Bush, the shoo-in, could be booted out With the economy in trouble

Robert Kuttner

October 30, 1991|By Robert Kuttner

DESPITE the Middle East peace conference, the gulf war victory and the Democrats' bungling of the Thomas hearings, polls are showing that George Bush is suddenly no longer a shoo-in for re-election because of the economy. The hard economic facts bear out voter intuition that the economy has gotten into trouble on George Bush's watch.

In his 1988 acceptance speech, Bush, confidently assuming a two-term administration, pledged to create 35 million jobs by 1996. Actual net jobs created since 1989 are just over 200,000 -- the lowest rate of any postwar administration.

Economic growth under Bush has averaged 0.6 percent a year -- again, the lowest rate of any postwar president. Growth per capita has actually been negative. The second-worst growth record was Gerald Ford's, at 1.6 percent. Even under Jimmy Carter, growth averaged a relatively robust 2.9 percent. And, of course, Carter and Ford were both denied re-election.

Real wages of non-supervisory workers -- about two workers in three -- have declined for three straight years. The decline in wages of male workers, who voted disproportionately for Bush in 1988, has been more severe than that of women.

More ominously, the Bush administration seems out of remedies to generate an election-year recovery. Fiscal stimulus is out, because of the already swollen deficit. On the monetary front, the administration has pressed the Federal Reserve to cut interest rates to their lowest level in 15 years, and has even lowered bank capital standards. But traumatized banks are still reluctant to lend because of a genuine shortage of creditworthy borrowers due to the real decline in asset values and purchasing power.

Under the "budget wall" of the 1990 budget accord, devised and defended by the White House, any money saved from cuts in defense spending can be used only for deficit reduction. So the administration denies itself a recovery strategy based on stepped-up spending for civilian public works.

Moreover, the hangover from the financial blowout of the 1980s causes banking and real estate to drag each other down. In keeping with the administration's general policy of minimizing a public-sector role, the Resolution Trust Corporation (RTC) and the Federal Deposit Insurance Corporation (FDIC) are continuing unload commercial properties they have repossessed -- onto an already depressed real estate market. This undercuts the rents that can be charged by healthy properties -- leading to more defaults, more repossessions, more declines in asset values and more bank losses.

Elsewhere, the two biggest automakers have just reported a third-quarter loss of $1.7 billion, which reflects and intensifies soft purchasing power. When President Bush insists that all is rosy, he contradicts the real-world experience of ordinary people and undercuts his own credibility as an economic manager.

In the face of all this, the administration's sole recovery program is a capital gains tax cut. Reagan's supply-side tax cuts stimulated the economy only because they increased deficits and hence stimulated demand. But Bush's proposed capital gains cut will only transfer tax relief to people mostly in the $200,000-and-up income bracket.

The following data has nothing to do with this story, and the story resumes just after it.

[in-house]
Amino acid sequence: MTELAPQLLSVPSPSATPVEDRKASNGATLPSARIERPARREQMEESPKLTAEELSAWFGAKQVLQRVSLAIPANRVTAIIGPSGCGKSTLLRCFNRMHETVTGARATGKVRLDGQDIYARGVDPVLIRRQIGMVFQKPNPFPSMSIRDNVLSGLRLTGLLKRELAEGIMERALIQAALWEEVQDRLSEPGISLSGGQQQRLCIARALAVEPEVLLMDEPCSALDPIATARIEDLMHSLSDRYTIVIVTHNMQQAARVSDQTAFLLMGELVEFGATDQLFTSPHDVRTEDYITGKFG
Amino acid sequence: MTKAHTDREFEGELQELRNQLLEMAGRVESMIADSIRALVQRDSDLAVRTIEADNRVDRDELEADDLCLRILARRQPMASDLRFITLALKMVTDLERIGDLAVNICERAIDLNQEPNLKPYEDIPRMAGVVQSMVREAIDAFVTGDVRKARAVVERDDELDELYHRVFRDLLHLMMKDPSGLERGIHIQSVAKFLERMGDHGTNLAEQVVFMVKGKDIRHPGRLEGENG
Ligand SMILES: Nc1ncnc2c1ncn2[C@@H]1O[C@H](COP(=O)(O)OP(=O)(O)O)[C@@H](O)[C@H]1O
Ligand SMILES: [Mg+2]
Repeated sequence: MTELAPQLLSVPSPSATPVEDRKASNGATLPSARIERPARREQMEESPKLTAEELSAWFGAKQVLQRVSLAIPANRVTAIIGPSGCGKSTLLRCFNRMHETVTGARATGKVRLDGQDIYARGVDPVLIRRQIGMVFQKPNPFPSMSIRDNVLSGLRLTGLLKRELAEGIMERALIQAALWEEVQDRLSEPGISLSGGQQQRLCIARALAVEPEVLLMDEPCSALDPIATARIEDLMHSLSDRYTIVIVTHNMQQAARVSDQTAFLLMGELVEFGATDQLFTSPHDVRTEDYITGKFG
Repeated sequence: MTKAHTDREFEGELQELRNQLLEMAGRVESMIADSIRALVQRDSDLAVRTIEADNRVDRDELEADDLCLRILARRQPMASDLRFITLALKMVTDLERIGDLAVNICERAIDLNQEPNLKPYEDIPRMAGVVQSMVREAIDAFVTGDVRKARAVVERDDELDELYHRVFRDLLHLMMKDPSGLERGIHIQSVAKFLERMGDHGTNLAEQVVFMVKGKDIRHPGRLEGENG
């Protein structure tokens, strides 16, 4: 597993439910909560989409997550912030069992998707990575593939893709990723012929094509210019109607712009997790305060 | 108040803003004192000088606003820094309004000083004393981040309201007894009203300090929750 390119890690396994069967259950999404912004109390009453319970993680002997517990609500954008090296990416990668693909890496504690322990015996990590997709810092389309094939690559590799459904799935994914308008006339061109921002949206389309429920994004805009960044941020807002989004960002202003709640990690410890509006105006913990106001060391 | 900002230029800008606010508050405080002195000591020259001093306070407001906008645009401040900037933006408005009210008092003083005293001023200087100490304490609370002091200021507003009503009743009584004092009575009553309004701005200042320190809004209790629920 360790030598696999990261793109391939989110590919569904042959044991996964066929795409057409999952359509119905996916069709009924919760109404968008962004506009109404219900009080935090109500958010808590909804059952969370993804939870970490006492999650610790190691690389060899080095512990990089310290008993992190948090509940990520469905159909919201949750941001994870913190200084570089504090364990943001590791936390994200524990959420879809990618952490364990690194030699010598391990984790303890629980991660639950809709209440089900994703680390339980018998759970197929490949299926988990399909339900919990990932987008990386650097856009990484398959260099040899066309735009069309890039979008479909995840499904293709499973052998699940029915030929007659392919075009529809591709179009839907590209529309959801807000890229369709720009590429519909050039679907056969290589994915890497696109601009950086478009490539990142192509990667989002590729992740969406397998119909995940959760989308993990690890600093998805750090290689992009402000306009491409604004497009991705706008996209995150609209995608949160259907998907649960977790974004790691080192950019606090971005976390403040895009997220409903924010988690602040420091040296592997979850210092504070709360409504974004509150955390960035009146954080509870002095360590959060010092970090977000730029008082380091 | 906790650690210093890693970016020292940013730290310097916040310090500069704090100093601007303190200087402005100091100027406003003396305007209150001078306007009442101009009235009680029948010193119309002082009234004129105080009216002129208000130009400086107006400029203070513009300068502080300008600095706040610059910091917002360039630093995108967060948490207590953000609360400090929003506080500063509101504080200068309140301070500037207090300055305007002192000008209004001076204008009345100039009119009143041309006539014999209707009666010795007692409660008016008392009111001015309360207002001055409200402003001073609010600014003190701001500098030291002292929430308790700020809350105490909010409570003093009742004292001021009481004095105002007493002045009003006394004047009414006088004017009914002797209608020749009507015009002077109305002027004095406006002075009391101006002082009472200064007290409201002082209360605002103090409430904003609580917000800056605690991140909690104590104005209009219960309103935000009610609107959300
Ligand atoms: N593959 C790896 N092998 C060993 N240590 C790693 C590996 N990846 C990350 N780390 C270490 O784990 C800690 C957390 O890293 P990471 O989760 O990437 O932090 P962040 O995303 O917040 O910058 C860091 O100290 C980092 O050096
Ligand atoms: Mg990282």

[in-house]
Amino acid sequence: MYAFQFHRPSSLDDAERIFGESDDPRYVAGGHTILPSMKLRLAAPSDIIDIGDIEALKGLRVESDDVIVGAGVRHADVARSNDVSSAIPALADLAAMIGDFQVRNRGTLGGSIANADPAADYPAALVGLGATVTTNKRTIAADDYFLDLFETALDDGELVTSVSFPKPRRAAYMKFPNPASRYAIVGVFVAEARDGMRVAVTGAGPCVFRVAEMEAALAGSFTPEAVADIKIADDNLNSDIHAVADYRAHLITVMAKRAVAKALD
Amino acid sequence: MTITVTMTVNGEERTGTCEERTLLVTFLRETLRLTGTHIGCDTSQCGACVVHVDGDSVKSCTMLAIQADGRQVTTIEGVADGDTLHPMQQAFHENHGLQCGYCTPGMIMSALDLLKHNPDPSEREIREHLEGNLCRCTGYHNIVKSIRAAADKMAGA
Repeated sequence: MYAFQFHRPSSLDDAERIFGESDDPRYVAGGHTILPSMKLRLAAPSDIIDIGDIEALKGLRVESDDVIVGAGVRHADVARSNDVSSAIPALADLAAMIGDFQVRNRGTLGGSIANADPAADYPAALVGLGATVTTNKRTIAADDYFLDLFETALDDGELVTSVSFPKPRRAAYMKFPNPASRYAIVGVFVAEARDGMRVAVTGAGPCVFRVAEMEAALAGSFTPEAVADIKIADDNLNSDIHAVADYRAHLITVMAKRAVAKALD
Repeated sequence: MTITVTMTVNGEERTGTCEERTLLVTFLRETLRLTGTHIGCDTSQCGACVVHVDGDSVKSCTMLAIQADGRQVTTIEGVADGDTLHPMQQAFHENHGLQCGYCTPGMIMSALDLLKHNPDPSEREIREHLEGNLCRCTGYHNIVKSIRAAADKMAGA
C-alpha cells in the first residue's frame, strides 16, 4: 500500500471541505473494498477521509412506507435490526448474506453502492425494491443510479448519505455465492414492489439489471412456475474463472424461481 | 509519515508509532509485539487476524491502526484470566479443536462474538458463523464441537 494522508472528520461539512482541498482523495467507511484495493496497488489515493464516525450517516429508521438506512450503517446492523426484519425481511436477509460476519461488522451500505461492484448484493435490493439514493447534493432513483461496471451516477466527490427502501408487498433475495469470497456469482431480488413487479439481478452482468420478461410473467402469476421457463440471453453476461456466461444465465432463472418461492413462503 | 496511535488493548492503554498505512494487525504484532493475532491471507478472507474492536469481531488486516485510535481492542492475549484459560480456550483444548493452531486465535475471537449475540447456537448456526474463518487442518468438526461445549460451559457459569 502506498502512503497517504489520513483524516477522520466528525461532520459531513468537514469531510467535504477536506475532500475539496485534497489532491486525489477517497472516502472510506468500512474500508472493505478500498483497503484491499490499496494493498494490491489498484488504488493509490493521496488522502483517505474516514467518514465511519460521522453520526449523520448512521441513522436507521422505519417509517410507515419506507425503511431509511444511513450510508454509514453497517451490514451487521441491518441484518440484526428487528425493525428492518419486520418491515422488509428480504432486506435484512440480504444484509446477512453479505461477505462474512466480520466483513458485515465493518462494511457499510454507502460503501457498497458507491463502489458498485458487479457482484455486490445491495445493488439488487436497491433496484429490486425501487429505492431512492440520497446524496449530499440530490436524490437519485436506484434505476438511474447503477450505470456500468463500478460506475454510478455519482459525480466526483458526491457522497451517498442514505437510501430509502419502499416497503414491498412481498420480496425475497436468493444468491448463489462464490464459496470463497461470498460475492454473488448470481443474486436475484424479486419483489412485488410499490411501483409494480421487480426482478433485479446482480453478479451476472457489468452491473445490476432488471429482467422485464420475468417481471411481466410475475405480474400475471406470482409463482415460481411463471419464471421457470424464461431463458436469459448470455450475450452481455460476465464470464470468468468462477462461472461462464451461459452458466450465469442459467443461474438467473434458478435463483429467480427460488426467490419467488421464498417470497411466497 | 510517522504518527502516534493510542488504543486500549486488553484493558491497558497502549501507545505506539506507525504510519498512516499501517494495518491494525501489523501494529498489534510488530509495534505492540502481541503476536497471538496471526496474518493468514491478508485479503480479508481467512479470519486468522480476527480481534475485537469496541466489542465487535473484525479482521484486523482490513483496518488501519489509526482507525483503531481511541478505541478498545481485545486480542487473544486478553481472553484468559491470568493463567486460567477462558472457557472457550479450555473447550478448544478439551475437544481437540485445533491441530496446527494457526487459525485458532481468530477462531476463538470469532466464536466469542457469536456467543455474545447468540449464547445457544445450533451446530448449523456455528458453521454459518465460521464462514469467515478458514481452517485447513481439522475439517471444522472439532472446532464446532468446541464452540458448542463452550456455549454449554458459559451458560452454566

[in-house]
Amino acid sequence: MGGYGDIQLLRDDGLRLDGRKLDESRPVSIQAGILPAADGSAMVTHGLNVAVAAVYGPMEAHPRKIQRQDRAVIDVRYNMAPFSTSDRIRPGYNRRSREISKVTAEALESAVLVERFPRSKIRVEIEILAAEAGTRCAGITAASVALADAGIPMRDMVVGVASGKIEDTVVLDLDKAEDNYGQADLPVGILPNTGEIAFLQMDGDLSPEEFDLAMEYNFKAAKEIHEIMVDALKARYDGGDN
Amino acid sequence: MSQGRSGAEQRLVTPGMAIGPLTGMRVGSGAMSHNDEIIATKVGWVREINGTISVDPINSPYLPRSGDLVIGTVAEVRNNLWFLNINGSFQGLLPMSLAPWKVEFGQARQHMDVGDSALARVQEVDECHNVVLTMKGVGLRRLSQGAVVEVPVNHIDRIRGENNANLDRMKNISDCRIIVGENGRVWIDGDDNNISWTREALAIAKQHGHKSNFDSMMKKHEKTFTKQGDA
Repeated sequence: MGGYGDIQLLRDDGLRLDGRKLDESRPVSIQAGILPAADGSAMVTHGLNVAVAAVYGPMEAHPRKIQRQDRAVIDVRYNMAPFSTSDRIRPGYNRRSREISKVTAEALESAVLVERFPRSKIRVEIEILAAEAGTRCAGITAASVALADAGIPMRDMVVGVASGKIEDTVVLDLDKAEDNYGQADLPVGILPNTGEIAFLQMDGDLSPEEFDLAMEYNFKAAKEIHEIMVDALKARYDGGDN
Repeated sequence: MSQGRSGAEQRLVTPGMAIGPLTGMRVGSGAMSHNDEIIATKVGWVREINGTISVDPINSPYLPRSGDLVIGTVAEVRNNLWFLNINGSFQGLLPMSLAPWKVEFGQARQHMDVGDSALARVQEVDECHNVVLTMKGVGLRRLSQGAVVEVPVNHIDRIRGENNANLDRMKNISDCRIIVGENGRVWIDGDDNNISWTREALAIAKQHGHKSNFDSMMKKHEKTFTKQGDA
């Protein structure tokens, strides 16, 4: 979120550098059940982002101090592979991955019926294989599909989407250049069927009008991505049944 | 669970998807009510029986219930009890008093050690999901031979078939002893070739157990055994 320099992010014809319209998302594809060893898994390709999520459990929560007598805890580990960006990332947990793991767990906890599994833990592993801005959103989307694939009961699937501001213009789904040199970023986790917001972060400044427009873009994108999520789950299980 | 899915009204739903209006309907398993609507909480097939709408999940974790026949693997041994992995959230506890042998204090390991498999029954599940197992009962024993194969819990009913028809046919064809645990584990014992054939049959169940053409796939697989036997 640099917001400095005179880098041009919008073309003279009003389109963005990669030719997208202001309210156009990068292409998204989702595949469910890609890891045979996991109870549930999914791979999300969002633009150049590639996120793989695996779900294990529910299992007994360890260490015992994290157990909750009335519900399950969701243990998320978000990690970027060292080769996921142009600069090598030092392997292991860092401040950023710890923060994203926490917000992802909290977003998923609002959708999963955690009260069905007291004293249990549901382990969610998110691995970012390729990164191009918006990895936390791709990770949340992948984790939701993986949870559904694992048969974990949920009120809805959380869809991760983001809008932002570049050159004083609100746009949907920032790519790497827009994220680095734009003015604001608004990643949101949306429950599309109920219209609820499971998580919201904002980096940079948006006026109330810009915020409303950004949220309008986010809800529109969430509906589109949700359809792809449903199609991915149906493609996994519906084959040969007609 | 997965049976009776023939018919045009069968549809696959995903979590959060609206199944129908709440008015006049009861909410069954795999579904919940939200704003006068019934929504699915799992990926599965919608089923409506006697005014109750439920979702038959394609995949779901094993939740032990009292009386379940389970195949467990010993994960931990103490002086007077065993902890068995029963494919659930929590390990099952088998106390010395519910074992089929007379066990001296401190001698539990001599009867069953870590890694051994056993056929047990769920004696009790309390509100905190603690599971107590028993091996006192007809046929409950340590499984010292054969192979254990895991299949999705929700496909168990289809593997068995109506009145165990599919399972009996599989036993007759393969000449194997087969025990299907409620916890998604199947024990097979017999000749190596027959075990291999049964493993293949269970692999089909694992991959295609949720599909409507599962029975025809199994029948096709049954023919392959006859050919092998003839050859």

In a recent speech to the Economic Policy Institute, Sen. Tom Harkin, D-Iowa, had a field day with this issue. "Cut capital gains . . . That's his answer to everything. Eight million unemployed? Cut capital gains. Trade deficit? Cut capital gains? Got a toothache? Cut capital gains!"

We will hear a lot more of this brand of argument in the coming election year. Trickle-down seemed possibly worth a try in 1981, when it was fresh, before it had generated mammoth deficits, and when its pitchman was the Great Communicator. But it is definitely a non-starter for 1992.

By contrast, the Democrats are preparing legislation to give the working middle class an overdue tax cut. Democrats are still debating whether to push Sen. Lloyd Bentsen's plan to pay for middle-class tax relief with the peace dividend, or the Gore-Bradley-Downey proposal to finance it by raising taxes on incomes over $250,000. The latter approach, in my view, is better economics, better politics and better symbolism. But either approach differentiates Republicans from Democrats and places most voters in the Democratic camp on this issue.

The 1992 election promises a real, overdue debate about the economy. For the first time since the 1960s, the Democrats are embracing economic populism. The softer the economy, the more Trumanesque they will be. This year, there is no Mondale promising austerity, no Dukakis stressing "competence." There are no economic conservatives in this year's Democratic field.

As always, foreign policy carries an incumbent president only as long as the economy is sound. And this economy isn't. Voter retribution in 1992 would be richly deserved, for this lame

economy is the direct result of lame policies.

In my column Oct. 4 on inequalities in school finance, I wrote that Hawaii had equalized school funding by treating the entire state as a single school district and having the state government collect property taxes. In fact, the state does assume responsibility for all school finance, but property taxes are collected by local governments and used for other purposes.

Robert Kuttner writes regularly on economic matters.

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